What Factors Does Your Judge Consider When Setting Bail?

As your bail bondsman in Virginia will explain, a judge considers many different factors when it comes to setting your bail. Bail is the amount of money a criminal defendant pays to the court in order to secure his or her immediate release from jail. In return, the defendant must promise to return for all court dates and obligations. A judge has some discretion in setting a dollar amount. Keep reading to learn about which factors a judge considers when setting bail, including crime severity, past record, and community ties. judge-setting-bail

Crime Severity

Sometimes, a defendant is not required to pay any bail at all, while other defendants cannot be released no matter how much they pay to a bail bondsman. Whether a judge sets a high bail—or denies bail altogether—has a lot to do with the severity of the criminal charge. A bail bonds service can usually help. However, in high profile murder cases or espionage cases, bail may be denied or set in the hundreds of thousands or even millions of dollars. Judges generally reason that criminals who potentially face the death penalty sentence are more likely to flee.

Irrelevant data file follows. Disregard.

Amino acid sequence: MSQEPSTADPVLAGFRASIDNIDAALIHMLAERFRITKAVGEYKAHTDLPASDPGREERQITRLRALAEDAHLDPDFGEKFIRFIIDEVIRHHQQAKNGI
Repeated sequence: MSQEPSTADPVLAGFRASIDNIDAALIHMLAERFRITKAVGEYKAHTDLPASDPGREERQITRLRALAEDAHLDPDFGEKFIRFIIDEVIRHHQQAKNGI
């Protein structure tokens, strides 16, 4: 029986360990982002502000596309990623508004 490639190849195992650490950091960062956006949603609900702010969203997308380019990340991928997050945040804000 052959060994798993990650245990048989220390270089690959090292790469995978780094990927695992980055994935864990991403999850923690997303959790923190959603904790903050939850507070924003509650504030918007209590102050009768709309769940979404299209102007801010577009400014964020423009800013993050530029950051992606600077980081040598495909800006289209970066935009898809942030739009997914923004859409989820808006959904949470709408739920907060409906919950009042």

Prior Record

A judge also considers whether a particular defendant has a criminal record when he or she sets a bail amount. If you have a substantial criminal record, you and your bails bondsman will likely be required to post a higher bail. Your bail will also probably be higher if you have a history of missed court dates. The court’s first obligation is to make sure that all criminal defendants appear for their trials so the justice system can function more efficiently.

Community Ties

Significant community ties can weigh in favor of a lower bail amount. If you have a spouse, children, and parents who live in the same city or state, you are less likely to flee. Additionally, defendants who work at local jobs and need their incomes to support children or other dependents may secure lower bails. However, asking a judge for lower bail based on ties to the community is only effective for individuals charged with nonviolent crimes.